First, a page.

Changing how we elect a president

• Many Democrats feel that their biggest obstacle to taking back the White House is the electoral college. Putting aside Democratic candidates’ policy positions for a moment – which may alienate people on their own -- they’re not completely wrong. President Al Gore, I mean, President George W. Bush didn’t win the popular vote, and Donald Trump lost the popular vote by 2.8 million. The purist argument for electing a president directly is that all votes would count the same, regardless of who you were or where you lived. Right now, not all votes have the same value. There actually some smaller states where their votes count more. (If you live in a district with a population of 700,000, your vote would count more than if you lived in a district with a population of 750,000.)

Fact: In January, Representative Steve Cohen (D, TN) introduced a Constitutional amendment to eliminate the electoral college and directly elect the President and Vice-President of the United States.

Fact: A Constitutional amendment would require two-thirds approval in both houses of Congress, followed by approval in three fourths of the country’s state legislatures.

Opinion: This doesn’t have a snow ball’s chance in… uh, Florida, specifically Palm Beach County. (There is one observation of snow flurries, going back to 1977.)

• The last bipartisan effort to get rid of the electoral college was after the 1968 election, when George Wallace garnered enough votes to take five Southern states and 46 electoral votes. The fear was that two major parties might end up in a tie one day, sending the decision to Congress. A proposal for direct presidential elections passed the House, but was killed in committee in the Senate. The reason? Southern states didn’t want the states with the largest populations to dominate presidential elections. That is essentially the same argument against a direct popular election of a president even now.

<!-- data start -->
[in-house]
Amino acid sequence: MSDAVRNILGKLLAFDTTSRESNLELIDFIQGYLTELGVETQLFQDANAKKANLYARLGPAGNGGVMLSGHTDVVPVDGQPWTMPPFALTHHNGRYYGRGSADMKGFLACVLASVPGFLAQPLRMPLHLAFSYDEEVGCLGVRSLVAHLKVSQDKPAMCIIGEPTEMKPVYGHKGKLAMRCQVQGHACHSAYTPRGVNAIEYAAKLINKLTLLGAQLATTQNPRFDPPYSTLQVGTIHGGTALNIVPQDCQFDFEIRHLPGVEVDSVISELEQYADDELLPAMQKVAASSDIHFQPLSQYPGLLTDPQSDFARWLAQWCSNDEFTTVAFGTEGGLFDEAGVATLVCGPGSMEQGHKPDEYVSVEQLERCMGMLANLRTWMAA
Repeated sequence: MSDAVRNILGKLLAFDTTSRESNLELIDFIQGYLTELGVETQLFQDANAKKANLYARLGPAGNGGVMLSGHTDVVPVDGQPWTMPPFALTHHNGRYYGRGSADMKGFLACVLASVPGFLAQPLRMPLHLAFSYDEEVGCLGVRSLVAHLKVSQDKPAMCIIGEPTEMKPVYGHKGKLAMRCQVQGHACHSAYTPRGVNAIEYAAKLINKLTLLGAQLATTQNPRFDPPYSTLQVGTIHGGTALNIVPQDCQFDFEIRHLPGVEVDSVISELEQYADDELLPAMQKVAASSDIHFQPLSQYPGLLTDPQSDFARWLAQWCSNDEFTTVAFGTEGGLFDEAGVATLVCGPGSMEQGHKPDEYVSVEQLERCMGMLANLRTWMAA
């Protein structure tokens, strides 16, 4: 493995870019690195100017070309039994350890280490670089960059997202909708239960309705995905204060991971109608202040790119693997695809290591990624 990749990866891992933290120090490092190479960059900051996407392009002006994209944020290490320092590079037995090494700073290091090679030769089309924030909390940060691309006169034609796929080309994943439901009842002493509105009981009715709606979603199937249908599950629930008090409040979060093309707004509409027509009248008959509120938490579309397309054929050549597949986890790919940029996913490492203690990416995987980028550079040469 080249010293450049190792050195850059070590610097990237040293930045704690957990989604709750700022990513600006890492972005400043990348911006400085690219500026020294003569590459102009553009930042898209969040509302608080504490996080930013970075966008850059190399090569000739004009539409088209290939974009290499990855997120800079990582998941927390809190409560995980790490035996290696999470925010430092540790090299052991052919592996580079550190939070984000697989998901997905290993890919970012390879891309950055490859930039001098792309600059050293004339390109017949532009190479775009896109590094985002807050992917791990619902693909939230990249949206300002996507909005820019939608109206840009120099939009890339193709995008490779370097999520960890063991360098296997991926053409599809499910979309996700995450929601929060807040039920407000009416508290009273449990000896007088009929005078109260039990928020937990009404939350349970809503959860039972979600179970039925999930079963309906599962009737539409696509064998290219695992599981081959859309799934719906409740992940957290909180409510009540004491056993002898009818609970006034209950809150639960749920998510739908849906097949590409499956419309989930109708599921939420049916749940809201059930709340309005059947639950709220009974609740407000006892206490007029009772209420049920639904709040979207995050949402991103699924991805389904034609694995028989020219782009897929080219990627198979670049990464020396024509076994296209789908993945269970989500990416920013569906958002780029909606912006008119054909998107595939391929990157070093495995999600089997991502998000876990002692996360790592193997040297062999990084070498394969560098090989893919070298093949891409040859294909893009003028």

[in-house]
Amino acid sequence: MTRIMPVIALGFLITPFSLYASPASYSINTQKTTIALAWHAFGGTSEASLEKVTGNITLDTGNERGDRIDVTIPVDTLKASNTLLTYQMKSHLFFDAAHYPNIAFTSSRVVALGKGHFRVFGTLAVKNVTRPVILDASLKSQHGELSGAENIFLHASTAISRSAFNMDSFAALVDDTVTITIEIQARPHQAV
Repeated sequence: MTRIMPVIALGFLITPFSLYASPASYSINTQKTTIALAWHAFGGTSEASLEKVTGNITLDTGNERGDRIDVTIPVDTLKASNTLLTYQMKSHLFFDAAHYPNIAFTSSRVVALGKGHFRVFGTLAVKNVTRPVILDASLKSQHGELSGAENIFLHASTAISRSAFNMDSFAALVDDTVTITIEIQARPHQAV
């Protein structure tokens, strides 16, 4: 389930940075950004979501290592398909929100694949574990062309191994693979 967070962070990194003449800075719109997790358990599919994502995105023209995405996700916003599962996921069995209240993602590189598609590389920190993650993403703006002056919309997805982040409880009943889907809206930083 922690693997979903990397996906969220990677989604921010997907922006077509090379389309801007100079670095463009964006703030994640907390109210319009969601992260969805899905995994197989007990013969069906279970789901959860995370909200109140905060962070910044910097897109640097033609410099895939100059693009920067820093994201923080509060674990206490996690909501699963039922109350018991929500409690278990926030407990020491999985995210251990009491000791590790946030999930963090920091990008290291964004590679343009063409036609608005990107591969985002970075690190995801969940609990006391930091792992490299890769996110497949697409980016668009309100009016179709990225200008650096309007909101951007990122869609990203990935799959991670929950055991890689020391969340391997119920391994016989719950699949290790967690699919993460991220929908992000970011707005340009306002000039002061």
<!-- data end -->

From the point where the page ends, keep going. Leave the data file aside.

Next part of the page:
Well, that didn’t go as planned

• While the early ending of the Trump-Kim summit gets played differently on the two political sides – on the left, Trump wasn’t prepared; on the right, this is a brilliant negotiating move -- there is something important that remains: the sanctions. And it strikes us that the sanctions will continue to be leverage on Lil’ Kim. They must be working because he obviously wants them removed. And they will create the incentive for North Korea to keep talking.

We also expect that this experience with North Korea will change most, if not all, attempts to set up summits worldwide. The President of the United States is supposed to fly in and be the hero. Reagan was a master at that – negotiations for the 1987 INF Treaty began in 1981, even though there were many hiccups along the way.

So maybe both sides are right. There do need to be many preparations before as summit where the head of state puts national credibility on the line. And not lifting the sanctions and walking away made it clear that North Korea must take verifiable steps. And they might want to add a slogan, something like “trust, but verify.” The story goes that at the 1987 treaty signing Gorbachev said, “You always say that.” And Reagan replied, “I like the sound of it.” The irony is that it’s an old Russian adage.